Solidarity still needed to break blockade of Cuba

By Carl Lewis
April 25, 2016


A forum at the University of the District of Columbia’s David A. Clark School of Law, entitled “Through Cuban Eyes,” discussed the blockade and current status of U.S.-Cuban relations, and what solidarity activists can do to fully normalize relations between the two countries. This April 22 event concluded the 2016 Days of Action Against the Blockade of Cuba in Washington, D.C., which took place starting April 18.

Keynote speaker, Cuban Ambassador José Ramón Cabañas Rodríguez, stressed the need for solidarity: “In order to create the vision of the future, we all need solidarity.” Cuba is mourning the three Cuban physicians killed in Ecuador’s earthquake, but will not withdraw aid, but instead send even more doctors and experts to help.

The earthquake killed more than 600 people and injured thousands in Ecuador.

“For those who have doubts about the need for solidarity, we have to see what is happening around us,”  Cabanas continued. “And in those first world countries, most of the problems are fixed from an economic point of view. You have those who own a lot and those who have no resources for a decent life. With those people we need to create solidarity.

“Cubans of the last three or four generations have been born and educated with the principle that we have to show solidarity for others, because we have received a lot of solidarity from you, from many countries and many societies.

“One thing I want to emphasize, the blockade is still in place. … The core issue is still there. Large regulations and limits have to be overcome if we really want to have a normal relationship with the United States. … The sanction regime from 1962 and what the Helms-Burton law established — by the way, 30 years ago this year — is still there.”

Solidarity with Cuba and in Cuba

Among the forum panelists were Venceremos Brigade representative Jennifer Bryant and Interreligious Foundation for Community Organization Executive Director Gail Walker. Their organizations, as well as the Institute for Policy Studies, the National Network on Cuba and the International Committee for Peace, Justice and Dignity — formerly the International Committee for the Freedom of the Cuban 5 — carried out grassroots activities and advocacy on Capitol Hill. They also held informational forums at American University and the University of the District of Columbia from April 18 to April 22.

Others on the panel were attorney José Pertierra, noted author Stephen Kimber and two U.S. graduates from Cuba’s Latin American School of Medicine (ELAM): Vanessa Avila and Alicia Steele. Both Latina doctors expressed their admiration and gratitude for the opportunity to become medical doctors, which they otherwise could not have afforded in the class based elite U.S. medical schools. They emphasized Cuba’s holistic approach to medical practice, which emphasizes prevention and education as well as the mental, physical and social aspects of patient care.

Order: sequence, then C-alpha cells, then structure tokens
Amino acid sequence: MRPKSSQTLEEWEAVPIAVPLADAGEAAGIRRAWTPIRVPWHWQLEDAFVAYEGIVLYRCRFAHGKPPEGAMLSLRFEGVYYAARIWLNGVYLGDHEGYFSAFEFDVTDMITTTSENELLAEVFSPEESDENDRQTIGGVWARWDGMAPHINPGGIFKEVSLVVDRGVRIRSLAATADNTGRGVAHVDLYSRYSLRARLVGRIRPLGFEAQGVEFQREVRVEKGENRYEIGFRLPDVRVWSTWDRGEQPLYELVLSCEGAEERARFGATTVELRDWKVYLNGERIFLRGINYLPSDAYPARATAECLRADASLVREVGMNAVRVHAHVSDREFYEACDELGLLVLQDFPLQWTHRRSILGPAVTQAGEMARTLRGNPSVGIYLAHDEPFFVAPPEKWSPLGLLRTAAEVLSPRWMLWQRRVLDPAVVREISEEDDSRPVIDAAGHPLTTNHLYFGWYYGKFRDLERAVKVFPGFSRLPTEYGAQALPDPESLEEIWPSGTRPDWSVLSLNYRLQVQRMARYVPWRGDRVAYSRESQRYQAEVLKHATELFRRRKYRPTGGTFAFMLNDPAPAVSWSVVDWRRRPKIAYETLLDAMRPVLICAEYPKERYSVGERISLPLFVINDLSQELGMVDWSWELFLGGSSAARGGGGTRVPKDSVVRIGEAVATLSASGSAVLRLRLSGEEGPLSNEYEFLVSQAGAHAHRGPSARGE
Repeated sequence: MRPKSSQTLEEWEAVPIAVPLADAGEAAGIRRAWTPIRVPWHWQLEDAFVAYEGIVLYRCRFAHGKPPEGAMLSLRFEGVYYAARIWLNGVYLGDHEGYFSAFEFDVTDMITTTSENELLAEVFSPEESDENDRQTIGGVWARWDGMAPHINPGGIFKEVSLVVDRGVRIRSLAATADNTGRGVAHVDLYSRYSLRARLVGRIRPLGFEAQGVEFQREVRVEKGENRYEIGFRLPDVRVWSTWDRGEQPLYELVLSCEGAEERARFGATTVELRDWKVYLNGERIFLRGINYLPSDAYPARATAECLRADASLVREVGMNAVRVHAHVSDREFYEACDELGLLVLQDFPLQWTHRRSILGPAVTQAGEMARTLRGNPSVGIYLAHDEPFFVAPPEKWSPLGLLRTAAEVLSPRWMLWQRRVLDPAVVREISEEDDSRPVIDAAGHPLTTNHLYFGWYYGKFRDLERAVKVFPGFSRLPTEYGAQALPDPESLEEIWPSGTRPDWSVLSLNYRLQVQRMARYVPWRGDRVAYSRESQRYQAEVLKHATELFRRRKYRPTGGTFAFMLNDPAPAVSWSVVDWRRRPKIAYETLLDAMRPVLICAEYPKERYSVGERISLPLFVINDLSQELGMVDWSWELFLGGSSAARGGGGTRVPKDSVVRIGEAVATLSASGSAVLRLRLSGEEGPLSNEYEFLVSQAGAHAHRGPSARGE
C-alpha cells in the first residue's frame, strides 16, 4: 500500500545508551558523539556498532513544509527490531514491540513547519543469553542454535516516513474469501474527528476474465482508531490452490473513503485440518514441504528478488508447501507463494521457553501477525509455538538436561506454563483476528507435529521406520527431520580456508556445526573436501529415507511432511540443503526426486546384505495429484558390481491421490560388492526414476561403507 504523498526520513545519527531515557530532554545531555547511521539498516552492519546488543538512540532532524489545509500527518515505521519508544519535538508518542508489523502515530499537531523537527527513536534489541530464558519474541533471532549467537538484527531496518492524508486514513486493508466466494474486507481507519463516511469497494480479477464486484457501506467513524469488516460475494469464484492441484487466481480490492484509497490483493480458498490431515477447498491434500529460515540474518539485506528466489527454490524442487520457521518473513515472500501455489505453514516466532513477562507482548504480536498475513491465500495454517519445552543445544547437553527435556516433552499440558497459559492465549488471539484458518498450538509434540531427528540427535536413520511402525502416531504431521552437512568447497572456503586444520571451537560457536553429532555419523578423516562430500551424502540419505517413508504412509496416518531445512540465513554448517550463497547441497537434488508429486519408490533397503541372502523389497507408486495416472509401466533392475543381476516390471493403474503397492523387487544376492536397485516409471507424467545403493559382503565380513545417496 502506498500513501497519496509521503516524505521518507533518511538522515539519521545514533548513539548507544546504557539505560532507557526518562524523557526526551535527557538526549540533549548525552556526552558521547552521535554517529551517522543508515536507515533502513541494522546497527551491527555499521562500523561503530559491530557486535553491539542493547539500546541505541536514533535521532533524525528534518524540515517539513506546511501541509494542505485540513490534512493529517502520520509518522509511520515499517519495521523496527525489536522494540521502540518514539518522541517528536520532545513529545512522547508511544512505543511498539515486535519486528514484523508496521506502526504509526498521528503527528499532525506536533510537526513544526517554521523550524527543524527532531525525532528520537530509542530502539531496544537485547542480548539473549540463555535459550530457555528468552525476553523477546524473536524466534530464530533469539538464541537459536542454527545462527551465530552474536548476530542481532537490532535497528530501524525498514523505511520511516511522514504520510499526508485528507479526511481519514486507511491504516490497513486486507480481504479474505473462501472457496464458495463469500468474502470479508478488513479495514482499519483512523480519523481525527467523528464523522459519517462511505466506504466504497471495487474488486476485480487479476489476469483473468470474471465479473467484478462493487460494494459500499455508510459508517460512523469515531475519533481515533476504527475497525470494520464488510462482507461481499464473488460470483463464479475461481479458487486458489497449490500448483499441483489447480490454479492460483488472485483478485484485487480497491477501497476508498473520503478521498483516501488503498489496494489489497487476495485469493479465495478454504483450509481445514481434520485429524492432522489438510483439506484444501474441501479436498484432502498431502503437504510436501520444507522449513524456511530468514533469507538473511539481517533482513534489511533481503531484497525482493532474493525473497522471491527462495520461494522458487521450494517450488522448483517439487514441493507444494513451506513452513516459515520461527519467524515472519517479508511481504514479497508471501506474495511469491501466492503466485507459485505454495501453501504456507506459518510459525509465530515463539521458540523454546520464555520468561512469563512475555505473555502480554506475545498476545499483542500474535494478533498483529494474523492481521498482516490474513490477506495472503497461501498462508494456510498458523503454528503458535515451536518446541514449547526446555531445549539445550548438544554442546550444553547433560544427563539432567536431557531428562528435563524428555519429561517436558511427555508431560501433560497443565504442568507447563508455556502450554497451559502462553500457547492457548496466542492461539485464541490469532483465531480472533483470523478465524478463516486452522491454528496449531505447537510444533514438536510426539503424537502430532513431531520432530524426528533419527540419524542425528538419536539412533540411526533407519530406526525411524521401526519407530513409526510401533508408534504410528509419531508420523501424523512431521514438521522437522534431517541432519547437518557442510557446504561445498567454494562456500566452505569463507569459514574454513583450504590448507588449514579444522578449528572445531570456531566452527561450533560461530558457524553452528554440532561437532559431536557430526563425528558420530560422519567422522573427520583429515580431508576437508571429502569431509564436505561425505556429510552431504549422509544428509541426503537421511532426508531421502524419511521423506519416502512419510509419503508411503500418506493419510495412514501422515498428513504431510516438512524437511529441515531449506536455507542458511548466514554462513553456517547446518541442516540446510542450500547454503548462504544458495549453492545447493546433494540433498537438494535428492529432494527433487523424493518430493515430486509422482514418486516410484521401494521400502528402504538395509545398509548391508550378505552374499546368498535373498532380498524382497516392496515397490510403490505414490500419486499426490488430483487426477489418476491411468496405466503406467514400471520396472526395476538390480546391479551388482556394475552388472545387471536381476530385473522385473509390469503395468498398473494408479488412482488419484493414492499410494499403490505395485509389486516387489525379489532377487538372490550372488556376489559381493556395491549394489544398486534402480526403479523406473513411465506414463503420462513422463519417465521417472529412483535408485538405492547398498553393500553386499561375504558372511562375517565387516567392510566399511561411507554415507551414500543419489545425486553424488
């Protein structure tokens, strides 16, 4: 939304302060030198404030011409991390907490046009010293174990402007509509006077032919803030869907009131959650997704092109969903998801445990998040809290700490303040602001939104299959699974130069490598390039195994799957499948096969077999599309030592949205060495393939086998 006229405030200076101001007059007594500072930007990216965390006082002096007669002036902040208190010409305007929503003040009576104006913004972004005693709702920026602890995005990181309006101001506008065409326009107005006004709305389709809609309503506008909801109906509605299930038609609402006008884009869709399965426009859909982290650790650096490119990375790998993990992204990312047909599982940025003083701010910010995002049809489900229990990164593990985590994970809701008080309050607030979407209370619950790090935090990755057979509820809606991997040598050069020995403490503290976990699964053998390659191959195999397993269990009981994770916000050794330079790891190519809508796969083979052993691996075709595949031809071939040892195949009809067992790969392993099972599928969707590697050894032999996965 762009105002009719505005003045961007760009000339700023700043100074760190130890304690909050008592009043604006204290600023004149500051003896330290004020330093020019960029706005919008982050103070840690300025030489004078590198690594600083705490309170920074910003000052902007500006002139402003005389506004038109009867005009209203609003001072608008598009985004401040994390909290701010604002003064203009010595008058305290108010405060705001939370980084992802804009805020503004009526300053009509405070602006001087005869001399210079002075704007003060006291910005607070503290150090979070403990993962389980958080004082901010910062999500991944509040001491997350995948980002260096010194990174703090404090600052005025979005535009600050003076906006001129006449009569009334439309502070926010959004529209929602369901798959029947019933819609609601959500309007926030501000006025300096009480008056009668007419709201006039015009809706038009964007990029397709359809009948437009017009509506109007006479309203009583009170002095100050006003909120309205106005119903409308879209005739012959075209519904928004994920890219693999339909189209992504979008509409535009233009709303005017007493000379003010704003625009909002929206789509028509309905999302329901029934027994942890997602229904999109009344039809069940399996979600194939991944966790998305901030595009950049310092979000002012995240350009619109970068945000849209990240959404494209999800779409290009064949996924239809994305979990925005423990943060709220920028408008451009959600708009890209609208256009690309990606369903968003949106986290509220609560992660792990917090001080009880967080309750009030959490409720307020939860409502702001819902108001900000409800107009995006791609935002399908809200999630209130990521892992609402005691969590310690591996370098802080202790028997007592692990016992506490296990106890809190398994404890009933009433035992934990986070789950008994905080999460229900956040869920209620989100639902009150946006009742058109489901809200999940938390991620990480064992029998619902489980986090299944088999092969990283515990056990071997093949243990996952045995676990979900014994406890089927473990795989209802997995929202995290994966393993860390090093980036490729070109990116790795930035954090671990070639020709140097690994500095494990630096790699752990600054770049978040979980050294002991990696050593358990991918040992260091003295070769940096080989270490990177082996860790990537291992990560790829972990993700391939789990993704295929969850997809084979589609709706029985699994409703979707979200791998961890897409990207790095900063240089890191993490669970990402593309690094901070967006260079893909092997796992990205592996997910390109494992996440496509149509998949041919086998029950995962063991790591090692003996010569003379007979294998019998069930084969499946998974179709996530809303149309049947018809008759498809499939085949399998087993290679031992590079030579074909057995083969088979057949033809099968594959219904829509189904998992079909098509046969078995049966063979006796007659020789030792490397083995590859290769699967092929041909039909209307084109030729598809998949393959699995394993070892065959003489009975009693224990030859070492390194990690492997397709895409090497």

As if to underline what the ambassador said of the unfinished normalization of U.S.-Cuban relations, only one of five Cuban speakers invited to the Days of Action — journalism student Jorge “Jorgito” Jerez — received a U.S. visa in time to participate in Washington on April 22, after missing earlier events in New York City.

A documentary film, “The Power of the Weak,” by German filmmaker Tobias Kriele, was premiered in the U.S.  The film presents the biographical profile of Jerez, who was born with severe cerebral palsy in 1993, at the height of Cuba’s Special Period, when Cuba lost its economic trade and aid following the collapse of the Soviet Union and other Eastern European socialist countries.

In short, the film emphasizes how a society built on socialism can provide health care and education free for all Cuban citizens. Such was the life of Jorgito, who is now a self-sufficient journalist in Cuba. His presentation and moving testimony at the forum illustrated the support Cuba provides for people with disabilities. Jorgito concluded his presentation, without reservation and with a strong note of conviction: “Without Cuba and its history, I wouldn’t be Jorgito.”

A full report and extensive photos of the 2016 Days of Action to end the blockade of Cuba will be posted at and